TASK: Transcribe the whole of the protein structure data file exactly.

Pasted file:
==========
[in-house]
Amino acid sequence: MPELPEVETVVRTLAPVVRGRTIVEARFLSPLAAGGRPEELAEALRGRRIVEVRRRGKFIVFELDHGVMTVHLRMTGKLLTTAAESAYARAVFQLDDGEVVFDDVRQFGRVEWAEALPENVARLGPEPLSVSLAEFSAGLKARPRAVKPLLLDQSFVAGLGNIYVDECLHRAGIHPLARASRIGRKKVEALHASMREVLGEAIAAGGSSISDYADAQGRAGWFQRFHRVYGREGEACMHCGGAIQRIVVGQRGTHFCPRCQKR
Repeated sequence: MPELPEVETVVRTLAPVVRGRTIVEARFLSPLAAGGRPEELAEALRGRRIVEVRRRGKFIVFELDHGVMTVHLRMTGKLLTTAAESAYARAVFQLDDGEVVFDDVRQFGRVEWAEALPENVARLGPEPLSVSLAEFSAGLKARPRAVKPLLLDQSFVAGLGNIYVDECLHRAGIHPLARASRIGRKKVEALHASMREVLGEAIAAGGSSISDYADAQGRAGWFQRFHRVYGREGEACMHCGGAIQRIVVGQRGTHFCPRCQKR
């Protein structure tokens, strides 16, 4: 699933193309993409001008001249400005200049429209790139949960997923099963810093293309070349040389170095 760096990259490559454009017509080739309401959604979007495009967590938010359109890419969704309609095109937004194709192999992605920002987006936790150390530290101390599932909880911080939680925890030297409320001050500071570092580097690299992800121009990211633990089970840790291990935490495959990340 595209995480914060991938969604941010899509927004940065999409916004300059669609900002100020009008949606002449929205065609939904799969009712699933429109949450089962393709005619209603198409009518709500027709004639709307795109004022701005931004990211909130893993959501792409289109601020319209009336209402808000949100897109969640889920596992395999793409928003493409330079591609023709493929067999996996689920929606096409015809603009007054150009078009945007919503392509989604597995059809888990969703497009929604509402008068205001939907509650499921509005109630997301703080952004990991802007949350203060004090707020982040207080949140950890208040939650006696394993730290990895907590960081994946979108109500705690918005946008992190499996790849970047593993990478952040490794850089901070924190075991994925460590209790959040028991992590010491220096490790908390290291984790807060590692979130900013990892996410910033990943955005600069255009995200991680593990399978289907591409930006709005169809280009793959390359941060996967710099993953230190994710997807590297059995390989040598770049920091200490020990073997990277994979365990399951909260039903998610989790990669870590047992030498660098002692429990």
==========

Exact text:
[in-house]
Amino acid sequence: MPELPEVETVVRTLAPVVRGRTIVEARFLSPLAAGGRPEELAEALRGRRIVEVRRRGKFIVFELDHGVMTVHLRMTGKLLTTAAESAYARAVFQLDDGEVVFDDVRQFGRVEWAEALPENVARLGPEPLSVSLAEFSAGLKARPRAVKPLLLDQSFVAGLGNIYVDECLHRAGIHPLARASRIGRKKVEALHASMREVLGEAIAAGGSSISDYADAQGRAGWFQRFHRVYGREGEACMHCGGAIQRIVVGQRGTHFCPRCQKR
Repeated sequence: MPELPEVETVVRTLAPVVRGRTIVEARFLSPLAAGGRPEELAEALRGRRIVEVRRRGKFIVFELDHGVMTVHLRMTGKLLTTAAESAYARAVFQLDDGEVVFDDVRQFGRVEWAEALPENVARLGPEPLSVSLAEFSAGLKARPRAVKPLLLDQSFVAGLGNIYVDECLHRAGIHPLARASRIGRKKVEALHASMREVLGEAIAAGGSSISDYADAQGRAGWFQRFHRVYGREGEACMHCGGAIQRIVVGQRGTHFCPRCQKR
């Protein structure tokens, strides 16, 4: 699933193309993409001008001249400005200049429209790139949960997923099963810093293309070349040389170095 760096990259490559454009017509080739309401959604979007495009967590938010359109890419969704309609095109937004194709192999992605920002987006936790150390530290101390599932909880911080939680925890030297409320001050500071570092580097690299992800121009990211633990089970840790291990935490495959990340 595209995480914060991938969604941010899509927004940065999409916004300059669609900002100020009008949606002449929205065609939904799969009712699933429109949450089962393709005619209603198409009518709500027709004639709307795109004022701005931004990211909130893993959501792409289109601020319209009336209402808000949100897109969640889920596992395999793409928003493409330079591609023709493929067999996996689920929606096409015809603009007054150009078009945007919503392509989604597995059809888990969703497009929604509402008068205001939907509650499921509005109630997301703080952004990991802007949350203060004090707020982040207080949140950890208040939650006696394993730290990895907590960081994946979108109500705690918005946008992190499996790849970047593993990478952040490794850089901070924190075991994925460590209790959040028991992590010491220096490790908390290291984790807060590692979130900013990892996410910033990943955005600069255009995200991680593990399978289907591409930006709005169809280009793959390359941060996967710099993953230190994710997807590297059995390989040598770049920091200490020990073997990277994979365990399951909260039903998610989790990669870590047992030498660098002692429990």